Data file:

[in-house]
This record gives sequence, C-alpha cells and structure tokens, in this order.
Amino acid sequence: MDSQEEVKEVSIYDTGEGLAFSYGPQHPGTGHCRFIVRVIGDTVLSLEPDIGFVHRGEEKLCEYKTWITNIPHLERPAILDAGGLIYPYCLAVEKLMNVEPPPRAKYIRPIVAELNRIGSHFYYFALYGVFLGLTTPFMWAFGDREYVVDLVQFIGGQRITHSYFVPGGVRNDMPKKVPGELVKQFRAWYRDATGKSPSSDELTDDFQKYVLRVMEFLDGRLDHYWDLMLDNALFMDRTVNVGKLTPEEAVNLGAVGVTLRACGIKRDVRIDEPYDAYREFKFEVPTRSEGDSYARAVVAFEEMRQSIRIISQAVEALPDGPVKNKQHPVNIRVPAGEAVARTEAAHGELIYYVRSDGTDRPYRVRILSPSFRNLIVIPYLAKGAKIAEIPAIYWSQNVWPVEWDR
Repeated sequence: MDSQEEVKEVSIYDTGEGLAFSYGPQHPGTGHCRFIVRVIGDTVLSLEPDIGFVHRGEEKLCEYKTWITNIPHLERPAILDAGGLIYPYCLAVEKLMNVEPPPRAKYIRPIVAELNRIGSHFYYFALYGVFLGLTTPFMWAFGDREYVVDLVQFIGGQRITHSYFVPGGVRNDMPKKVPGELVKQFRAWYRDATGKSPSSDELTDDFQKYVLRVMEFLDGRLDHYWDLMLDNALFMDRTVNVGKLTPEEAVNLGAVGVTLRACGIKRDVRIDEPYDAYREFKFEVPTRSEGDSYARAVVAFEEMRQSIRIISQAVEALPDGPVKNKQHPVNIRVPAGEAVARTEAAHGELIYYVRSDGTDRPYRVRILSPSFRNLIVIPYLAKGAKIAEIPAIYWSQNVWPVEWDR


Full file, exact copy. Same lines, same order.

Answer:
[in-house]
This record gives sequence, C-alpha cells and structure tokens, in this order.
Amino acid sequence: MDSQEEVKEVSIYDTGEGLAFSYGPQHPGTGHCRFIVRVIGDTVLSLEPDIGFVHRGEEKLCEYKTWITNIPHLERPAILDAGGLIYPYCLAVEKLMNVEPPPRAKYIRPIVAELNRIGSHFYYFALYGVFLGLTTPFMWAFGDREYVVDLVQFIGGQRITHSYFVPGGVRNDMPKKVPGELVKQFRAWYRDATGKSPSSDELTDDFQKYVLRVMEFLDGRLDHYWDLMLDNALFMDRTVNVGKLTPEEAVNLGAVGVTLRACGIKRDVRIDEPYDAYREFKFEVPTRSEGDSYARAVVAFEEMRQSIRIISQAVEALPDGPVKNKQHPVNIRVPAGEAVARTEAAHGELIYYVRSDGTDRPYRVRILSPSFRNLIVIPYLAKGAKIAEIPAIYWSQNVWPVEWDR
Repeated sequence: MDSQEEVKEVSIYDTGEGLAFSYGPQHPGTGHCRFIVRVIGDTVLSLEPDIGFVHRGEEKLCEYKTWITNIPHLERPAILDAGGLIYPYCLAVEKLMNVEPPPRAKYIRPIVAELNRIGSHFYYFALYGVFLGLTTPFMWAFGDREYVVDLVQFIGGQRITHSYFVPGGVRNDMPKKVPGELVKQFRAWYRDATGKSPSSDELTDDFQKYVLRVMEFLDGRLDHYWDLMLDNALFMDRTVNVGKLTPEEAVNLGAVGVTLRACGIKRDVRIDEPYDAYREFKFEVPTRSEGDSYARAVVAFEEMRQSIRIISQAVEALPDGPVKNKQHPVNIRVPAGEAVARTEAAHGELIYYVRSDGTDRPYRVRILSPSFRNLIVIPYLAKGAKIAEIPAIYWSQNVWPVEWDR